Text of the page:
Seagrass canopy dynamics

The seagrass-current interaction has been successfully simulated by Verduin and Backhaus (2000) by means of coupling an ocean circulation model (HAMSOM) and a Lagrangian tracer model. The model set-up was basically two-dimensional with a vertical and a horizontal coordinate. A harmonic swell wave travelling into the direction of the positive $ x$-coordinate had been specified at one open boundary.

The seagrass was represented by passive Lagrangian tracers which freely followed the flow as long as they were located inside prescribed excursion limits. The movement was simply frozen when the excursion limit was reached and the flow tendency was to carry them even further out. Only in that situation, the seagrass tracers had an effect on the current speed by exerting a quadratic friction on the flow.

The basic result of Verduin and Backhaus (2000) for a location inside the seagrass meadow was, that the mean kinetic energy had a local maximum just above the upper reach of the seagrass. That was found to be in good agreement with field measurements.

It is interesting to perform the following two experiments:

A:
Now extra turbulence is produced by leaf-current friction, $ \alpha=0$.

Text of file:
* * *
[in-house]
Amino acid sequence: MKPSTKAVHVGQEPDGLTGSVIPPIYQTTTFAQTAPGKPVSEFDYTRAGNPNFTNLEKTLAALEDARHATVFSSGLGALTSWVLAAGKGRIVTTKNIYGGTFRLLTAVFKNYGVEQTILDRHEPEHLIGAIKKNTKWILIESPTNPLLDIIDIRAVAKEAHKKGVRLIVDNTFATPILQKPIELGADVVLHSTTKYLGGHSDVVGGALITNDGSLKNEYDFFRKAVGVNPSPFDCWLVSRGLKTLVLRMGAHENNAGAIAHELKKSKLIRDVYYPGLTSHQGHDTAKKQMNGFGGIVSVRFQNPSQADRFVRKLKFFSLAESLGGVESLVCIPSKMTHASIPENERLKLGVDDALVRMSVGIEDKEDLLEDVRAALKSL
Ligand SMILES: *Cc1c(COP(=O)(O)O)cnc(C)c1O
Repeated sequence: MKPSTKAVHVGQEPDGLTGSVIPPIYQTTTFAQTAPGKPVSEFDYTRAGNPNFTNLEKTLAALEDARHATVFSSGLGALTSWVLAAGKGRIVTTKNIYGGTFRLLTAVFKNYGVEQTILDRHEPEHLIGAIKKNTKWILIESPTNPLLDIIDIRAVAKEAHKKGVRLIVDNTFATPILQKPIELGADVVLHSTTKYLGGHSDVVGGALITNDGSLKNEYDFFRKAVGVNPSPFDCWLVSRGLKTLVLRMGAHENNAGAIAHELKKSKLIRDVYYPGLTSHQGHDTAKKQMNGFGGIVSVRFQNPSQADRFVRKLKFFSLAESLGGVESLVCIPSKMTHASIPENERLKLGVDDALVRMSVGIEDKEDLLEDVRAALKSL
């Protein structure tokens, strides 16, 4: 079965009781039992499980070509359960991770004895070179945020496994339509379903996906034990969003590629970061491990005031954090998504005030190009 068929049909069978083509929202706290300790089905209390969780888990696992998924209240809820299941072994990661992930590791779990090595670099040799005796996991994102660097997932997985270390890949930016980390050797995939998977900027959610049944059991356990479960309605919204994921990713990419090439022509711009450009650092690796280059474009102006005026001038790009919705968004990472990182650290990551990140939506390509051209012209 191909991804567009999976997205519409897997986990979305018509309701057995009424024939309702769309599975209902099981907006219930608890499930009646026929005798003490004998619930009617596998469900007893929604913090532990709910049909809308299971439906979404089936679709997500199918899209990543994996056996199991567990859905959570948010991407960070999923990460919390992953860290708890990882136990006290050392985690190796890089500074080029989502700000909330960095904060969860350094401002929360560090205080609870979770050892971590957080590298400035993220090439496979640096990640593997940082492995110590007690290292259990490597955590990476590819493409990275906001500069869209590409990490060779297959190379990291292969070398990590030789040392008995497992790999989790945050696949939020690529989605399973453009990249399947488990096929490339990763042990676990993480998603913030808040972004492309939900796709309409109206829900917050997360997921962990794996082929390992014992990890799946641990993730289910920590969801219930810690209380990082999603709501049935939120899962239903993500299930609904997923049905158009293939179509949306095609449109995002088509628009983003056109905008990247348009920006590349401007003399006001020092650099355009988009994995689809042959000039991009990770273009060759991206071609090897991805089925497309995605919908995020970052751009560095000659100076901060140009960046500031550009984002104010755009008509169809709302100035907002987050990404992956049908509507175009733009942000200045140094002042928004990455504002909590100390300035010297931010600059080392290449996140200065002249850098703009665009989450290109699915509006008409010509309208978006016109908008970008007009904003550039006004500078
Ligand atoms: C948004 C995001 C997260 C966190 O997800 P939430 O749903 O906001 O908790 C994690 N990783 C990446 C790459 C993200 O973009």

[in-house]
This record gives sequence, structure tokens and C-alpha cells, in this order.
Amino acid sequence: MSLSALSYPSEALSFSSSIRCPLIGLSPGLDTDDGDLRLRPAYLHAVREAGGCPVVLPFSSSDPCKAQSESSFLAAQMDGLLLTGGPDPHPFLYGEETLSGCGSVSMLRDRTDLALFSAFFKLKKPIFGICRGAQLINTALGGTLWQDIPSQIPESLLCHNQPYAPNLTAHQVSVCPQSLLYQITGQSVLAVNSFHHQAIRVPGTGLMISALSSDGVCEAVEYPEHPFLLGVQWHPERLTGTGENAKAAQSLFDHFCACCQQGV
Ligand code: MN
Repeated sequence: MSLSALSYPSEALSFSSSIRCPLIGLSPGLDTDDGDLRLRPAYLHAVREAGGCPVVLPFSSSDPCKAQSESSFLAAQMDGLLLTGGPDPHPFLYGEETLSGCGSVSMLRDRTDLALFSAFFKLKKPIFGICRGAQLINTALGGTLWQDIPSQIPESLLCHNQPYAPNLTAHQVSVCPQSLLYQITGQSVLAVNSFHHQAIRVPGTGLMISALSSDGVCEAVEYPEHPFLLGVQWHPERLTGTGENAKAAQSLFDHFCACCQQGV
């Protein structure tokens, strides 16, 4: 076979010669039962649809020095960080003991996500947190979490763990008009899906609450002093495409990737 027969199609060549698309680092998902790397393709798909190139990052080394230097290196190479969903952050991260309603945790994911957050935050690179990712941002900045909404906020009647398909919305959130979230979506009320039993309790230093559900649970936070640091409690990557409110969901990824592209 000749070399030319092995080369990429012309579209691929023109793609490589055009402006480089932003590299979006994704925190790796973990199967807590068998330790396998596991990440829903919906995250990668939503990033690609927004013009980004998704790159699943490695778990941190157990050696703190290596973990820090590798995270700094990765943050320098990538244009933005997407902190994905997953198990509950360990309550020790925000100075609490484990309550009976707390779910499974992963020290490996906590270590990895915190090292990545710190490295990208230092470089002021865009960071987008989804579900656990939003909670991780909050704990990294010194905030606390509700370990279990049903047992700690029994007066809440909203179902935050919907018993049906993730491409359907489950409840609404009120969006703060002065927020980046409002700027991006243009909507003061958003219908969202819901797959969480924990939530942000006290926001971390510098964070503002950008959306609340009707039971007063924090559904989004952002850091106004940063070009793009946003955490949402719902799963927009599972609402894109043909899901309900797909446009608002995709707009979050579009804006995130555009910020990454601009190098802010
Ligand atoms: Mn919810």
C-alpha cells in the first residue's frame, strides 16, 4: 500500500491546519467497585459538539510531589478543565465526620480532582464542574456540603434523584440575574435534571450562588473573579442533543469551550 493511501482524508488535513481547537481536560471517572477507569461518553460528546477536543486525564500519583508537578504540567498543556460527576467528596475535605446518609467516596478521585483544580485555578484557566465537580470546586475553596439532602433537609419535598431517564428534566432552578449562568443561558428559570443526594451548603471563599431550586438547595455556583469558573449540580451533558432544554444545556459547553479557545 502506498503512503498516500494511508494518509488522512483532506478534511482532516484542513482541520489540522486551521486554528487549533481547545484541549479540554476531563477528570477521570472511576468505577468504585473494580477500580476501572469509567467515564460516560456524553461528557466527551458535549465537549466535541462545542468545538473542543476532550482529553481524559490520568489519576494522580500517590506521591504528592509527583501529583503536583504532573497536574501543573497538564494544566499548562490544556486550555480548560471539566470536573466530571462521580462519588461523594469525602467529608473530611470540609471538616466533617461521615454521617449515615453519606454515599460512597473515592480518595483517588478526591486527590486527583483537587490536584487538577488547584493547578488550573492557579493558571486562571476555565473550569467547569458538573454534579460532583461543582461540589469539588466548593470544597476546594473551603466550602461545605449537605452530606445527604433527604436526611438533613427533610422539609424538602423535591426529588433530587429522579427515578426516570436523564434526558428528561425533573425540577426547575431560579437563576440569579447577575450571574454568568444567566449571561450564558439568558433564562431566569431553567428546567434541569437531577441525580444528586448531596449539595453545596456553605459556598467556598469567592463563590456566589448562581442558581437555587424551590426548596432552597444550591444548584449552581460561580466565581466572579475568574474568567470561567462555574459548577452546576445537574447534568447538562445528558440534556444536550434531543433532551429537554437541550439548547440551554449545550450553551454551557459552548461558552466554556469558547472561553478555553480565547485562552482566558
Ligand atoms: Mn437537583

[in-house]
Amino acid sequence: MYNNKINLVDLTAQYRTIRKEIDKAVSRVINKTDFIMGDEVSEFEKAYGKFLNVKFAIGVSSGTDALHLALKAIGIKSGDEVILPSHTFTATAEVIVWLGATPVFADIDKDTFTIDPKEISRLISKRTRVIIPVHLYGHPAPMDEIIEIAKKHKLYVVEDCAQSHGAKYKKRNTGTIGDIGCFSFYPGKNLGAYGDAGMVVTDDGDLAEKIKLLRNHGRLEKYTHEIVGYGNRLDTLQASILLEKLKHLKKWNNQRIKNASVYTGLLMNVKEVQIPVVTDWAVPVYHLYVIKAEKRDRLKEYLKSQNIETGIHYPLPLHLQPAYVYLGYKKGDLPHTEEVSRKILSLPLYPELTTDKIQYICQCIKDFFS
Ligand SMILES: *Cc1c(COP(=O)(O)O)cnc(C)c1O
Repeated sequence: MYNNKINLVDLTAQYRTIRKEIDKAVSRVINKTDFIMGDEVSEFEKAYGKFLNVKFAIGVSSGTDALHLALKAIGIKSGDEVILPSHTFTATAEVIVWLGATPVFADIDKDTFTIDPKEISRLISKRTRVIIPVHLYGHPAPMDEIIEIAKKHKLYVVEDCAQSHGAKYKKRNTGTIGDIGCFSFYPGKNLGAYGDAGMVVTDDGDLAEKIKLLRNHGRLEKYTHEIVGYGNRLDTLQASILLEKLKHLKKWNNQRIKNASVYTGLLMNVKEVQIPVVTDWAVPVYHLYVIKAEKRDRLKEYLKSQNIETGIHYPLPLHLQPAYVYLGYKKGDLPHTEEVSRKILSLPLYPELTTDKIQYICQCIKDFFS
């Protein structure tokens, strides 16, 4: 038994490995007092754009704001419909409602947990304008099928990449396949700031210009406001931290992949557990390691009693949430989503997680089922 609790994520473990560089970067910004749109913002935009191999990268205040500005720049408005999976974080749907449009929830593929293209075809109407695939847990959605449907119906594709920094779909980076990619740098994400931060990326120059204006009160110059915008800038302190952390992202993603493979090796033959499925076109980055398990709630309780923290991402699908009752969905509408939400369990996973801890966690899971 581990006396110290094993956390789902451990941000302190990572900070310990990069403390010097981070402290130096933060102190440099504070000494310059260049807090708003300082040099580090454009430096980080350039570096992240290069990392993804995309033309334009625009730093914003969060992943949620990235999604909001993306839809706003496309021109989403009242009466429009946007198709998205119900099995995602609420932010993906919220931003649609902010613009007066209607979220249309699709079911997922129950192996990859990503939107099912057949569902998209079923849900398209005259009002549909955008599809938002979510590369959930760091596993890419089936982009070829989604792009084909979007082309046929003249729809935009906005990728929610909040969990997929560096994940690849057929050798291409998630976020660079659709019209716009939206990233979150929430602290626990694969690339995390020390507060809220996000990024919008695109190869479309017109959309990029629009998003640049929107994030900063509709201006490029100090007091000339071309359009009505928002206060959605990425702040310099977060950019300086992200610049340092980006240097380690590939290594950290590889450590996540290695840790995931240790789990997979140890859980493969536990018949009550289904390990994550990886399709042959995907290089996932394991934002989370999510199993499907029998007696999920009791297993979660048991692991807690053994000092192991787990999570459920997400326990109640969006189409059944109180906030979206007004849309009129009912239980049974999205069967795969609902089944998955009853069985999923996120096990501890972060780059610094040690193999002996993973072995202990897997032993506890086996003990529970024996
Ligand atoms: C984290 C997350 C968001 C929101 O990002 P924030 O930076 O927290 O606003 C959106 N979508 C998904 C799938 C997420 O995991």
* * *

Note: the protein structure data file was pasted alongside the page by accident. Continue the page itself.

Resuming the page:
B:
All friction losses between leaves and current are converted to turbulence, $ \alpha=1$.

The results for these two experiments are shown in Burchard and Bolding (2000). The sensivity to $ \alpha$ seems to be small, only the profiles of averaged turbulent kinetic energy are significantly influenced. The results of Verduin and Backhaus (2000) are basically reproduced. Especially, the local maximaum of mean kinetic energy just above the upper reach of seagrass is well simulated. The only striking difference is that in our model the seagrass shows an asymmetry for the excursion which is following the residual transport caused by the waves travelling from left to right.

Data files:

seagrass.dat height above bed in m, excursion limit in m, friction coefficient in m$ ^{-1}$.

Karsten Bolding 2012-01-24